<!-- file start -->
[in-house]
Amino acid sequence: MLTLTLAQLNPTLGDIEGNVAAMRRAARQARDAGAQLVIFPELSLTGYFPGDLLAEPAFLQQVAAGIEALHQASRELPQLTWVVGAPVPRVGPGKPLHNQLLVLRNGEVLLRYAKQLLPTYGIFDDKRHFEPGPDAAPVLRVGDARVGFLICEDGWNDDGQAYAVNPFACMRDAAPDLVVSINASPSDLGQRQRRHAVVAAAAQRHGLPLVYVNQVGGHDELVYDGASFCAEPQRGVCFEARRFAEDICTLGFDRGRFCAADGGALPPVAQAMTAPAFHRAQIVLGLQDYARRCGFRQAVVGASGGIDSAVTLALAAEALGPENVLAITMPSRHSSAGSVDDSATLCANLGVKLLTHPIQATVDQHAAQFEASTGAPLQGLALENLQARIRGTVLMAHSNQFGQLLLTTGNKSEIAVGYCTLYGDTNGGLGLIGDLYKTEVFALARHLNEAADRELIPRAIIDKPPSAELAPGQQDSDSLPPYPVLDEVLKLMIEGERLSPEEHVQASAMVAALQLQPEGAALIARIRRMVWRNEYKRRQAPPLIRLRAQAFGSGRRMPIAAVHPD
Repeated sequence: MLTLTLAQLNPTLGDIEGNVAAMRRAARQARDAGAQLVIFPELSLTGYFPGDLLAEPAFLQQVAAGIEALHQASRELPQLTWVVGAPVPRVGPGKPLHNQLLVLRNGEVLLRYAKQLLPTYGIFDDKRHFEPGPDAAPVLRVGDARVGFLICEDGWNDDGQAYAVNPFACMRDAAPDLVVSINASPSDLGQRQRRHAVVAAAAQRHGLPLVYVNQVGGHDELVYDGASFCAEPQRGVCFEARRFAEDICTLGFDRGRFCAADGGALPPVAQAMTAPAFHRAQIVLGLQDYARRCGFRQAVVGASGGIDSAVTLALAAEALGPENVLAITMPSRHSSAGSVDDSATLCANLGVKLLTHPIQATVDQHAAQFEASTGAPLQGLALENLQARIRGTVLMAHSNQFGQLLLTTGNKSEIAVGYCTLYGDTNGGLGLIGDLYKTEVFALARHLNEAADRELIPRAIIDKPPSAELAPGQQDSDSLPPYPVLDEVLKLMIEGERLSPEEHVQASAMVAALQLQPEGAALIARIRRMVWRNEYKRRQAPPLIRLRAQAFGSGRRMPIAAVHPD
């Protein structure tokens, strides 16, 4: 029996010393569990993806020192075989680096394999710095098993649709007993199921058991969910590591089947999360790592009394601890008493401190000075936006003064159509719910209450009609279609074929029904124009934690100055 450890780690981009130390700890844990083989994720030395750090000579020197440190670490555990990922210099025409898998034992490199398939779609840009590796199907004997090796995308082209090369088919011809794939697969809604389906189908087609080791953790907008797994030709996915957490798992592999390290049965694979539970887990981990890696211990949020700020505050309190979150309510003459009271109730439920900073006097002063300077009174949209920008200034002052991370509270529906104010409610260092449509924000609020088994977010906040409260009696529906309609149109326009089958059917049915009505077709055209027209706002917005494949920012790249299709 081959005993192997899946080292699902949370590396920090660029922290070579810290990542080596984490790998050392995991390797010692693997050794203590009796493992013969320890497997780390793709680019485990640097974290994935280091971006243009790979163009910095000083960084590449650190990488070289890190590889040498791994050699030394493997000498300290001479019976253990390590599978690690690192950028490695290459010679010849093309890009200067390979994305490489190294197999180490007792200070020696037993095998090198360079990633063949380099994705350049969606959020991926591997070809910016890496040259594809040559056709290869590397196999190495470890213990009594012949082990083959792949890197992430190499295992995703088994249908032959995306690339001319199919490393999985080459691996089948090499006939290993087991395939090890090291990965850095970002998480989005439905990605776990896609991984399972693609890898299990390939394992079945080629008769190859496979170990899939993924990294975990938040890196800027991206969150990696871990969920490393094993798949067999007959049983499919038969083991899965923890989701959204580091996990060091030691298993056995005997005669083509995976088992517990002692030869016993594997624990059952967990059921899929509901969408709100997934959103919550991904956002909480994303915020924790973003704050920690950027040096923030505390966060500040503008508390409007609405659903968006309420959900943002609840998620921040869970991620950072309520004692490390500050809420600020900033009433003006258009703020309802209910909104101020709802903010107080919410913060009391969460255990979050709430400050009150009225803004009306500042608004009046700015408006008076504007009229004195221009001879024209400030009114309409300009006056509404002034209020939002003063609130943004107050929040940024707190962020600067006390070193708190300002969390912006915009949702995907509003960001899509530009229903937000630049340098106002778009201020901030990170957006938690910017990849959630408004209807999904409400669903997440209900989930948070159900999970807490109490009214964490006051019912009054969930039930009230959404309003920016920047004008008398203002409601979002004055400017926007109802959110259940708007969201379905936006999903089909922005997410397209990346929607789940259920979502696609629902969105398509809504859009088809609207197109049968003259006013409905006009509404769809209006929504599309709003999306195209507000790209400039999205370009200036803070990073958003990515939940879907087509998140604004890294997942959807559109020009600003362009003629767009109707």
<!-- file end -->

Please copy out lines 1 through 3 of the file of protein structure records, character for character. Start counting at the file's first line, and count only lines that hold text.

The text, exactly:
[in-house]
Amino acid sequence: MLTLTLAQLNPTLGDIEGNVAAMRRAARQARDAGAQLVIFPELSLTGYFPGDLLAEPAFLQQVAAGIEALHQASRELPQLTWVVGAPVPRVGPGKPLHNQLLVLRNGEVLLRYAKQLLPTYGIFDDKRHFEPGPDAAPVLRVGDARVGFLICEDGWNDDGQAYAVNPFACMRDAAPDLVVSINASPSDLGQRQRRHAVVAAAAQRHGLPLVYVNQVGGHDELVYDGASFCAEPQRGVCFEARRFAEDICTLGFDRGRFCAADGGALPPVAQAMTAPAFHRAQIVLGLQDYARRCGFRQAVVGASGGIDSAVTLALAAEALGPENVLAITMPSRHSSAGSVDDSATLCANLGVKLLTHPIQATVDQHAAQFEASTGAPLQGLALENLQARIRGTVLMAHSNQFGQLLLTTGNKSEIAVGYCTLYGDTNGGLGLIGDLYKTEVFALARHLNEAADRELIPRAIIDKPPSAELAPGQQDSDSLPPYPVLDEVLKLMIEGERLSPEEHVQASAMVAALQLQPEGAALIARIRRMVWRNEYKRRQAPPLIRLRAQAFGSGRRMPIAAVHPD
Repeated sequence: MLTLTLAQLNPTLGDIEGNVAAMRRAARQARDAGAQLVIFPELSLTGYFPGDLLAEPAFLQQVAAGIEALHQASRELPQLTWVVGAPVPRVGPGKPLHNQLLVLRNGEVLLRYAKQLLPTYGIFDDKRHFEPGPDAAPVLRVGDARVGFLICEDGWNDDGQAYAVNPFACMRDAAPDLVVSINASPSDLGQRQRRHAVVAAAAQRHGLPLVYVNQVGGHDELVYDGASFCAEPQRGVCFEARRFAEDICTLGFDRGRFCAADGGALPPVAQAMTAPAFHRAQIVLGLQDYARRCGFRQAVVGASGGIDSAVTLALAAEALGPENVLAITMPSRHSSAGSVDDSATLCANLGVKLLTHPIQATVDQHAAQFEASTGAPLQGLALENLQARIRGTVLMAHSNQFGQLLLTTGNKSEIAVGYCTLYGDTNGGLGLIGDLYKTEVFALARHLNEAADRELIPRAIIDKPPSAELAPGQQDSDSLPPYPVLDEVLKLMIEGERLSPEEHVQASAMVAALQLQPEGAALIARIRRMVWRNEYKRRQAPPLIRLRAQAFGSGRRMPIAAVHPD